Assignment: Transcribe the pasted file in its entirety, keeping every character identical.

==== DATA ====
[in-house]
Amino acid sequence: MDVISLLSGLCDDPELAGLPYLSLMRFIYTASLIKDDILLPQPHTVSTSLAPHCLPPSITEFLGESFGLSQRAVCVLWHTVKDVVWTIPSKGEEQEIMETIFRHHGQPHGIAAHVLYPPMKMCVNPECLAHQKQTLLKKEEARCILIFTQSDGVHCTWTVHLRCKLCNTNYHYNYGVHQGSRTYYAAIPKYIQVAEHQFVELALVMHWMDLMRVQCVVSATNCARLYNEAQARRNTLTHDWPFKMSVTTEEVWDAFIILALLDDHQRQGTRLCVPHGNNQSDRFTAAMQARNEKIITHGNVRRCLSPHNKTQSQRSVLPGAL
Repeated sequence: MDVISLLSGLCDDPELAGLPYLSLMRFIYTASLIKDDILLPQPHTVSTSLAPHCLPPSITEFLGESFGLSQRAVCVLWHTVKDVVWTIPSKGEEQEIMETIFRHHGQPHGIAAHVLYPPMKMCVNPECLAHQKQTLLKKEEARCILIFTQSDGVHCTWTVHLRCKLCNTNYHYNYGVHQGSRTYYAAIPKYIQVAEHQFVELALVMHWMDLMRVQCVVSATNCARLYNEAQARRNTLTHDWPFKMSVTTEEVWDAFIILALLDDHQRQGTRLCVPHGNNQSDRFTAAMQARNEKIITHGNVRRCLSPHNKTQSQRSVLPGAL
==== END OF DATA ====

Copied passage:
[in-house]
Amino acid sequence: MDVISLLSGLCDDPELAGLPYLSLMRFIYTASLIKDDILLPQPHTVSTSLAPHCLPPSITEFLGESFGLSQRAVCVLWHTVKDVVWTIPSKGEEQEIMETIFRHHGQPHGIAAHVLYPPMKMCVNPECLAHQKQTLLKKEEARCILIFTQSDGVHCTWTVHLRCKLCNTNYHYNYGVHQGSRTYYAAIPKYIQVAEHQFVELALVMHWMDLMRVQCVVSATNCARLYNEAQARRNTLTHDWPFKMSVTTEEVWDAFIILALLDDHQRQGTRLCVPHGNNQSDRFTAAMQARNEKIITHGNVRRCLSPHNKTQSQRSVLPGAL
Repeated sequence: MDVISLLSGLCDDPELAGLPYLSLMRFIYTASLIKDDILLPQPHTVSTSLAPHCLPPSITEFLGESFGLSQRAVCVLWHTVKDVVWTIPSKGEEQEIMETIFRHHGQPHGIAAHVLYPPMKMCVNPECLAHQKQTLLKKEEARCILIFTQSDGVHCTWTVHLRCKLCNTNYHYNYGVHQGSRTYYAAIPKYIQVAEHQFVELALVMHWMDLMRVQCVVSATNCARLYNEAQARRNTLTHDWPFKMSVTTEEVWDAFIILALLDDHQRQGTRLCVPHGNNQSDRFTAAMQARNEKIITHGNVRRCLSPHNKTQSQRSVLPGAL